Malaysiakini Letter

Malacca must get it right from the start

CY Ming  |  Published:  |  Modified:

The Malacca state government’s plan to introduce water taxis to reduce traffic jams in the city ought to be lauded.

It was just over a year ago that Chief Minister Idris Haron launched a smartphone application known as Destinasi Melaka, developed by Telekom Malaysia and the Malacca Tourism Promotion Division.

The phone app is accessible from anywhere around the globe, providing interesting and relevant information about Malacca in an organised manner, allowing visitors to make bookings in advance and upon arrival, use it as navigation without the need for foldable maps, and sharing their Malacca experience with just a few clicks of the button.

Many other destinations are still printing costly brochures which are left to gather dust. The few that were picked up were swiftly discarded as it is much easier to share pictures and videos using smartphones.

Malacca is so popular with tourists that it is jam-packed on weekends but visitors are not deterred, as the delights it has to offer would be worth the trouble. But the state government is not resting on its laurels and is making use of the Malacca River, which flows through the middle of the city, for public transport.

It plans to introduce water taxis in the middle of this year upon completion of the RM130 million rehabilitation and beautification of Malacca River project. These passenger boats will ply between the CIQ complex at the estuary to Melaka Sentral bus terminal, with five new jetties in between.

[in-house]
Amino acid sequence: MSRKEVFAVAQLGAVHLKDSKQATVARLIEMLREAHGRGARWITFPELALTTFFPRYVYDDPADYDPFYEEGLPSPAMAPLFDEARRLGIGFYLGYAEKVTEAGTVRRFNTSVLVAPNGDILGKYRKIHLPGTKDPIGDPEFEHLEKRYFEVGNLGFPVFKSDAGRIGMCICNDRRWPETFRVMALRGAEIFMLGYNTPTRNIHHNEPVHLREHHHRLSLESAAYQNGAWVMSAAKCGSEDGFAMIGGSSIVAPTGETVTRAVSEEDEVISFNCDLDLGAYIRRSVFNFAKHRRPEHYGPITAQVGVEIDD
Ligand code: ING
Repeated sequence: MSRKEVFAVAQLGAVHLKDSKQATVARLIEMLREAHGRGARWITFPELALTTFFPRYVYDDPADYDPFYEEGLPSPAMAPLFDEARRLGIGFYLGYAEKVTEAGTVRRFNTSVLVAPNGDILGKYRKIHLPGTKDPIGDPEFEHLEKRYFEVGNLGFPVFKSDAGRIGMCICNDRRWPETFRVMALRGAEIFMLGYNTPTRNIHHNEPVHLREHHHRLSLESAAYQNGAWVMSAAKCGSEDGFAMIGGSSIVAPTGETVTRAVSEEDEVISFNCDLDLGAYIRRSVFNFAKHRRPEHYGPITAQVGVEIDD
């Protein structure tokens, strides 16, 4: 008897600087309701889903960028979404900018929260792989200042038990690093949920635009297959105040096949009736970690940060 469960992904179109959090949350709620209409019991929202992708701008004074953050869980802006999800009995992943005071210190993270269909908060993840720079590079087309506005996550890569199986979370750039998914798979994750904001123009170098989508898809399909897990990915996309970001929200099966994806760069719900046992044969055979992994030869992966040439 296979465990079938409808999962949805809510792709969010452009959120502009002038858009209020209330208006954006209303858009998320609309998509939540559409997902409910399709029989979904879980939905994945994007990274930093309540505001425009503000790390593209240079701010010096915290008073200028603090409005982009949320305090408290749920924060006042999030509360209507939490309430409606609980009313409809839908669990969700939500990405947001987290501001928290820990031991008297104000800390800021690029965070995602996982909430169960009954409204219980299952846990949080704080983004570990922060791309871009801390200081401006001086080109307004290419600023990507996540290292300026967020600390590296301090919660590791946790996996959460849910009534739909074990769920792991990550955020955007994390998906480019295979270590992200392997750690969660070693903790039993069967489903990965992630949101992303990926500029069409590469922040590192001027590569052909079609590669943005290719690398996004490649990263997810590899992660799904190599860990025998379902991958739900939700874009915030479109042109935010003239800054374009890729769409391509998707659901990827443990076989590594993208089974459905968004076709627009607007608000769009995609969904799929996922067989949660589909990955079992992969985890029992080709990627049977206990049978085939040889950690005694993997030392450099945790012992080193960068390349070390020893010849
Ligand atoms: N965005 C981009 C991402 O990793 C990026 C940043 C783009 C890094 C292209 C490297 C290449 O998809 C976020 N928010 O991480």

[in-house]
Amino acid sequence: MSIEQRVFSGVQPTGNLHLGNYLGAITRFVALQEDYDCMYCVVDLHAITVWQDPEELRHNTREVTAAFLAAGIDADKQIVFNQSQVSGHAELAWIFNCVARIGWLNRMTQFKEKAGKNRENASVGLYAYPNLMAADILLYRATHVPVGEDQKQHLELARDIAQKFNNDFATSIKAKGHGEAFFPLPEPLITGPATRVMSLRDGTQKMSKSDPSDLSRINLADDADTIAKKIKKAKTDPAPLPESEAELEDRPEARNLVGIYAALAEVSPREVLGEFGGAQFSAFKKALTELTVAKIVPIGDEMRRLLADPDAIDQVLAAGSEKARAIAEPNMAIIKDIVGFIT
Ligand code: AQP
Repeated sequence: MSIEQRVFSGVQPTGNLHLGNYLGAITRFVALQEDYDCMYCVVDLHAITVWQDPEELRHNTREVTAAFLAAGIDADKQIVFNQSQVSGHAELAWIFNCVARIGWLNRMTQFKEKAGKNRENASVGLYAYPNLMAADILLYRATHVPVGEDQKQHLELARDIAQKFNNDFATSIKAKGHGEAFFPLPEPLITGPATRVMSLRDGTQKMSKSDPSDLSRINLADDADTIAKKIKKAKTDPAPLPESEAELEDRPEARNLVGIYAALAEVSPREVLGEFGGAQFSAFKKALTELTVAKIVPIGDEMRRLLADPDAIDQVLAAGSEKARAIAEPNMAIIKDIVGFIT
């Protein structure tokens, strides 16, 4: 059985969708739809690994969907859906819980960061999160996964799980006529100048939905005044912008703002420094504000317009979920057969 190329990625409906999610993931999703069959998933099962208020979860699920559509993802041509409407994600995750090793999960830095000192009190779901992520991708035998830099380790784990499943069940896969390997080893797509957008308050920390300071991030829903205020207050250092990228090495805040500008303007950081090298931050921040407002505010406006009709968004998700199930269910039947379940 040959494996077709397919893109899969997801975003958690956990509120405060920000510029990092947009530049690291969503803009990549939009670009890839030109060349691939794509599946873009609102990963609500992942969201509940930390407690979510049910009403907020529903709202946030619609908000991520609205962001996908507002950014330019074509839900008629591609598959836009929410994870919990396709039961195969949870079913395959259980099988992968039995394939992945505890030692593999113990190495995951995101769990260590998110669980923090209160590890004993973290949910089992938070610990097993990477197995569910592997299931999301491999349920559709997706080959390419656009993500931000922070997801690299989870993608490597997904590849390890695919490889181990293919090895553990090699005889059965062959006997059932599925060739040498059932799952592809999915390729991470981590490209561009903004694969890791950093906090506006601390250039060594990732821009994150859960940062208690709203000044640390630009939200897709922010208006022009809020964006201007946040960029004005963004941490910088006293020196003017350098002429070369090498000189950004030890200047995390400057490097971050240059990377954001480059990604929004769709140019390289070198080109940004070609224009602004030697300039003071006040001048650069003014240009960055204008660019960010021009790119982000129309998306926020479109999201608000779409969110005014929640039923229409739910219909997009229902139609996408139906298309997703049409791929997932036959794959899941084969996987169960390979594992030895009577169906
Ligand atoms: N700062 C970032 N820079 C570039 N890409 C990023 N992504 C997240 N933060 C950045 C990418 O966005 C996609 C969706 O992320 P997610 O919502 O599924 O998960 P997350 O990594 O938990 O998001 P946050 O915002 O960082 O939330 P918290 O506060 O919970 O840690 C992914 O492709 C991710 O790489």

There is no doubt cruising along the Malacca River will be a great experience but at high-speed it would be a bad idea. Even worse would be introducing amphibious coaches, which Terengganu had ordered from Malta in 2014.

These buses that can sail on water are priced at 600,000 euros or about RM2.8 million each, have not been delivered since 2015 because of technical issues, although 50 percent was paid up front.

While state governments should built infrastructure such as jetties, they should not get involved with water transport.

It is best to appoint a concessionaire to run such services in a sustainable manner without bleeding the coffers of the state. Safety should be paramount and there is no need to decorate the boats with a Malacca roof.

It was nothing more than a ‘syiok sendiri’ exercise when the Terengganu state government opted for a fancy roof for buses operated by them, as they apparently looked hideous to foreign tourists.

As such, water taxis to be introduced in Malacca should be the safest available, allowing thousands of commuters and tourists to use them without any incident, with pilots, ushers and security personnel trained to handle any emergencies.

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